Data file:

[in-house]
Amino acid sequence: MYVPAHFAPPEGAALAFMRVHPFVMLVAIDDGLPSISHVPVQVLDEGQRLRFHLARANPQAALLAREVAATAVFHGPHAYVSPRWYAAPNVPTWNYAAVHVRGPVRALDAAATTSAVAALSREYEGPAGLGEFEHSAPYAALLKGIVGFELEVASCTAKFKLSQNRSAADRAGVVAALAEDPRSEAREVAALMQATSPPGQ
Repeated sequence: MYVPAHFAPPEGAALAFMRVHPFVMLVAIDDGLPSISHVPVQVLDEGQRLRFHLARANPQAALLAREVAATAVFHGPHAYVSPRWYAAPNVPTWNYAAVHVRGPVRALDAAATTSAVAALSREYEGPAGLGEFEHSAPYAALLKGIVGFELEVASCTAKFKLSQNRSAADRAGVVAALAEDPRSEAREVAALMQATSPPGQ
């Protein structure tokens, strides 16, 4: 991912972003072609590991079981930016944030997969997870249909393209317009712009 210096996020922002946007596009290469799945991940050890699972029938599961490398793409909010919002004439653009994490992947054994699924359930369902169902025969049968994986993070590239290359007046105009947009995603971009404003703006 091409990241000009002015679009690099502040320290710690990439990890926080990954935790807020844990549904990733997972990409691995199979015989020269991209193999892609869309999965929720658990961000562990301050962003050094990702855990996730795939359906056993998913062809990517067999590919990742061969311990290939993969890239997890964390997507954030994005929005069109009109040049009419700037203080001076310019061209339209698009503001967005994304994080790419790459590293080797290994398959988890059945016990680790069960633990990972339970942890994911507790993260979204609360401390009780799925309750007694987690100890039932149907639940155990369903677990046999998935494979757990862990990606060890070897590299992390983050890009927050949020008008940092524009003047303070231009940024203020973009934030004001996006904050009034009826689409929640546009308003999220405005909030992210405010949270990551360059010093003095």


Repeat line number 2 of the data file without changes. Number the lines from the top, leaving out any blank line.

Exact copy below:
Amino acid sequence: MYVPAHFAPPEGAALAFMRVHPFVMLVAIDDGLPSISHVPVQVLDEGQRLRFHLARANPQAALLAREVAATAVFHGPHAYVSPRWYAAPNVPTWNYAAVHVRGPVRALDAAATTSAVAALSREYEGPAGLGEFEHSAPYAALLKGIVGFELEVASCTAKFKLSQNRSAADRAGVVAALAEDPRSEAREVAALMQATSPPGQ